SCV v. SMOM – Just one front, but a telling one.

17_01_01_SCV_SMOMYet more SCV – SMOM reactions (for those of you in Columbia Heights, Stato Città Vaticano v Sovereign Military Order of the Knights of Malta).

Damian Thompson wrote at The Spectator about SCV v SMOM HERE.  He strongly underscored the obvious point that this is virtually an annexation of one country by another.  Both SCV and SMOM are sovereign states… the size of the states doesn’t change that fact.

Against Damian, at The Spectator there is now a riposte by one Jeremy Norman. HERE  Norman argues, as the title indicates, that “The Knights of Malta must understand that they are a religious order – not a country”. Well… quite simply, No. They don’t have to be understood that way.

Yesterday I wrote:

Moreover, as I have been instructed, article 6 of the constitution of the SMOM says that the Sovereign Council alone accepts or rejects the resignation of the Grand Master.

In fact, the Pope is informed only by the Council, for validity of the acceptance or rejection of the resignation. The Pope does not accept the resignation.

In addition, the SMOM’s Constitution does not foresee a “pontifical delegate”. There is no such critter in the life of the SMOM. There is a pontifical delegate in canon law for religious institutes. But, though there are aspect of the religious life to the SMOM, the SMOM is not a religious institute. SMOM is a sovereign nation.

Norman writes:

The Pope should go further and demonstrate his liberal credentials by taking firm action to reform this archaic backwater of the church; it represents the church of old and not the modernity he espouses. A light should be shone into the secret finances and workings of this archaic institution.The Order and its Grand Master must understand that they are a charitable religious order not a country. If they fail to grasp this, they have no meaning in 21st C. They are as Festing now admits, like all Roman Catholics, subject to the ultimate authority of the Holy See.

The Order, having bent its knee, must now drop its claim to nationhood and come clean about its sources of finance. History moves on and so should the Knights of Malta.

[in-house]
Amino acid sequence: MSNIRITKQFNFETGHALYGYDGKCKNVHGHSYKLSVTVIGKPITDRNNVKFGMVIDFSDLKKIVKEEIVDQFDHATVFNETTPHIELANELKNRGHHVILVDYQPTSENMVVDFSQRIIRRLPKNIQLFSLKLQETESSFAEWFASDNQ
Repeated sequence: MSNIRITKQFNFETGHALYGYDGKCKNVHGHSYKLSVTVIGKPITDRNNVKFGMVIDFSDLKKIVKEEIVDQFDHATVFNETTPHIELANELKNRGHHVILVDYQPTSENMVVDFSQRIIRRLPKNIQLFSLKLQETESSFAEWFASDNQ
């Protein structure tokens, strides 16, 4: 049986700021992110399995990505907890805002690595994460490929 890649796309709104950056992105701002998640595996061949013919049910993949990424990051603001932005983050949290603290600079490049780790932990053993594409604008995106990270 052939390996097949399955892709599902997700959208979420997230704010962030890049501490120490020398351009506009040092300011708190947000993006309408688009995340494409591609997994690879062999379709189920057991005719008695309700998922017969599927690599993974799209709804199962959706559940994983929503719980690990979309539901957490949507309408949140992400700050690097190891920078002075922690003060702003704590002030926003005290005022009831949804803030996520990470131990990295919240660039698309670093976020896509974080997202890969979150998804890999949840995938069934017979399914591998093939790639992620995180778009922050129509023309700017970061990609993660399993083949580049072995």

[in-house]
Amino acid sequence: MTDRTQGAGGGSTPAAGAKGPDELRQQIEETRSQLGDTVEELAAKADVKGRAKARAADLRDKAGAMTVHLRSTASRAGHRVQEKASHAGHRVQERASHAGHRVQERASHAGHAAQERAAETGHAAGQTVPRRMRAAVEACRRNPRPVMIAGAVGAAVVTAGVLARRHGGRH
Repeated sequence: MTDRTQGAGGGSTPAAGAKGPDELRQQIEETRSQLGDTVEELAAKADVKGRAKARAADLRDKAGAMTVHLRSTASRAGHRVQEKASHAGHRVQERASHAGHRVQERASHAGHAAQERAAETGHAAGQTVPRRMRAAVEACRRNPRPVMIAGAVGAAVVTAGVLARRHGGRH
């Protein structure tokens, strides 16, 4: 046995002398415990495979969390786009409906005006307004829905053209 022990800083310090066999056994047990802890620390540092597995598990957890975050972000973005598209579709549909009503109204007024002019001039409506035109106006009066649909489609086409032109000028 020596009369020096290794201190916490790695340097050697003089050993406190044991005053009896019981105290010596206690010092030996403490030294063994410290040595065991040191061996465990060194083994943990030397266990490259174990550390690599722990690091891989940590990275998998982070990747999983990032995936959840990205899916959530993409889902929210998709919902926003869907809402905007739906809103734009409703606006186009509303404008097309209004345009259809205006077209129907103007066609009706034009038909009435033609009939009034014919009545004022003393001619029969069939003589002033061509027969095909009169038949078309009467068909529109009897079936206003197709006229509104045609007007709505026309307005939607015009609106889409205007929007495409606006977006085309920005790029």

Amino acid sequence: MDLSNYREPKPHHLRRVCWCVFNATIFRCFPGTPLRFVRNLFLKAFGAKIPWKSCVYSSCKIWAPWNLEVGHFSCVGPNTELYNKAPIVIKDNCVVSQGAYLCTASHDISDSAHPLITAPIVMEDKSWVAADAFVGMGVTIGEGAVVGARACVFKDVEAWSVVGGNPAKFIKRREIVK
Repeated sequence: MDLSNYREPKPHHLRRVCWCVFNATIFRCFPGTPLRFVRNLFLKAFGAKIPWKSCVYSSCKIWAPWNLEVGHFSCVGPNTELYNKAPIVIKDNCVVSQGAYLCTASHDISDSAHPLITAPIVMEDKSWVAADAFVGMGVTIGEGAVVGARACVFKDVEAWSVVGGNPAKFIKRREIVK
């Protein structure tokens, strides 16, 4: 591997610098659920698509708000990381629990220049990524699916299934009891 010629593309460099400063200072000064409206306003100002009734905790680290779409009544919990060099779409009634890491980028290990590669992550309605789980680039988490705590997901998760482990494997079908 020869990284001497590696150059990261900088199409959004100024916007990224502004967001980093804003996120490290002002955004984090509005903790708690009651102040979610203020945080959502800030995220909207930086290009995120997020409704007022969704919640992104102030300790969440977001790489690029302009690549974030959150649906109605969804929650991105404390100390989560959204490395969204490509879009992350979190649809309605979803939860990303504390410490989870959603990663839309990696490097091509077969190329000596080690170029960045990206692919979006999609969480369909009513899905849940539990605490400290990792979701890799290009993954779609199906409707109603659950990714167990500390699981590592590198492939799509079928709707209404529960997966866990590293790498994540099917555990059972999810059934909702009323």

My friend Gregory DiPippo quipped: “the author wallows in ignorance like a pig in a sty.”

So you see how this is shaking out?

Consider something else I wrote a while back, about the plural of anecdote being “data”.  HERE  There is an uptick in priests being persecuted by bishops for being conservative, in seminarians being pressed because of the same, of traditional liturgy being repressed, etc.   Soon attacks will come on the language of vernacular rites.  In finem citius.  Motus in fine velocior.

Pò sì jiù!

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  1. Traductora says:

    If Francis were a state, he’d be a “rogue nation.” Sort of like North Korea, abiding by no treaty or law but simply following its own whims and need for self-assertion.

    The way Francis was able to attack Fra’ Matthew Festing was actually not by attacking the Knights head on, however. The leaders (I think there are three) make a vow of direct obedience to the Pope, and it was this that Francis used to make Festing resign. However, the resignation still must be approved by the Council to be valid, and furthermore, it doesn’t extend to letting the Pope take over the order and put his own people in charge.

    So this isn’t over yet, unless, of course, the Knights capitulate. I suspect that this is what will happen, because there’s a powerful German contingent that has wanted this all along. And also there’s all that lovely money at stake.

    Another thing – just from my reading of the Catholic press in Spanish, Italian and English today – is that I think they’re targeting Cardinal Burke. I have seen many, many articles in various languages (whose source is probably somewhere in the Vatican) accusing Burke, as the representatives of the “ultra conservatives,” of being behind this and even setting it up. Insane. But he’s definitely next on the hit-list, and I’m sure he knows it. Prayers for him!

  2. rtjl says:

    Am I right in understanding that a progressive liberal type has said that “all Roman Catholics” are “subject to the ultimate authority of the Holy See”? But only when the Pope advocates for progressive causes of course.